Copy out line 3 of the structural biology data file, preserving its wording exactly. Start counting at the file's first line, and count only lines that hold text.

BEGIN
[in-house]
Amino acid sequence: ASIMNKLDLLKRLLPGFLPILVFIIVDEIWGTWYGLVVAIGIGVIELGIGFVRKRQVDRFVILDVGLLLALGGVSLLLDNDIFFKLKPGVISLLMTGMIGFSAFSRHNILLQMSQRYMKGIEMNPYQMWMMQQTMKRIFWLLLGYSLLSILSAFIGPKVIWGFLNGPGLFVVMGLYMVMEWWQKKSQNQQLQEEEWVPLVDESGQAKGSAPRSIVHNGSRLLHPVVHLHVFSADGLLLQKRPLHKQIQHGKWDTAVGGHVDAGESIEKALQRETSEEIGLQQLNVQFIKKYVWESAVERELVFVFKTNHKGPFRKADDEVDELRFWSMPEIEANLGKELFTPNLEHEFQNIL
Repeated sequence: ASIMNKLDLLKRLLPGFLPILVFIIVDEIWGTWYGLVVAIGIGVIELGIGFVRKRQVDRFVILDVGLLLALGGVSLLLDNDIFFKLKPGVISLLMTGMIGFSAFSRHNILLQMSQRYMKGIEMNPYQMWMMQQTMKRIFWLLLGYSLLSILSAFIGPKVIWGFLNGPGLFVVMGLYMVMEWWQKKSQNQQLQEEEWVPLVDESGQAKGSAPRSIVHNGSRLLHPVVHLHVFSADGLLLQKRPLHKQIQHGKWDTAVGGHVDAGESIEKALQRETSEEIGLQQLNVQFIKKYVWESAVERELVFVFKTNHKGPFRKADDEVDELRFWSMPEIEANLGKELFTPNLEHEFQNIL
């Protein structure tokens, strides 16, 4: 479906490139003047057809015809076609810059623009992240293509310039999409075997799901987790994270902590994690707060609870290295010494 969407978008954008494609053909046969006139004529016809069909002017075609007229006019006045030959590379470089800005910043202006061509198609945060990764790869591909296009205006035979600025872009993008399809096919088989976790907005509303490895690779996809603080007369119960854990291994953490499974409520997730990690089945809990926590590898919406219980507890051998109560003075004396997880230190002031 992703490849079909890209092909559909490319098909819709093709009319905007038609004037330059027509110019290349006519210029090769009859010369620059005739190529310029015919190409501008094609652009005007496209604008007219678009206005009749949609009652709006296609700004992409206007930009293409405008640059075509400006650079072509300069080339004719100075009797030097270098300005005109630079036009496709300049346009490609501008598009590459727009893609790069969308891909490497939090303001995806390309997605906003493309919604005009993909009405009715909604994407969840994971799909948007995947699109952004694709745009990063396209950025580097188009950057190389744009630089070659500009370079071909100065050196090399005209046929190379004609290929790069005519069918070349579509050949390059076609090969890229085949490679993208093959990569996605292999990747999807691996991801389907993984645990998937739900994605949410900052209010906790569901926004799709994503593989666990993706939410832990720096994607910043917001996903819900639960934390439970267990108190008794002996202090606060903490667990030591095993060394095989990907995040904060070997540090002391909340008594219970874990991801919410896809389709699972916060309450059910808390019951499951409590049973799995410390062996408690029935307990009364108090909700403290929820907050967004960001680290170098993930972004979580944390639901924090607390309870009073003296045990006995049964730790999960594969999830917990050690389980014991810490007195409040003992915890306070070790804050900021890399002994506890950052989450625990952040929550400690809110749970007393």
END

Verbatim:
Repeated sequence: ASIMNKLDLLKRLLPGFLPILVFIIVDEIWGTWYGLVVAIGIGVIELGIGFVRKRQVDRFVILDVGLLLALGGVSLLLDNDIFFKLKPGVISLLMTGMIGFSAFSRHNILLQMSQRYMKGIEMNPYQMWMMQQTMKRIFWLLLGYSLLSILSAFIGPKVIWGFLNGPGLFVVMGLYMVMEWWQKKSQNQQLQEEEWVPLVDESGQAKGSAPRSIVHNGSRLLHPVVHLHVFSADGLLLQKRPLHKQIQHGKWDTAVGGHVDAGESIEKALQRETSEEIGLQQLNVQFIKKYVWESAVERELVFVFKTNHKGPFRKADDEVDELRFWSMPEIEANLGKELFTPNLEHEFQNIL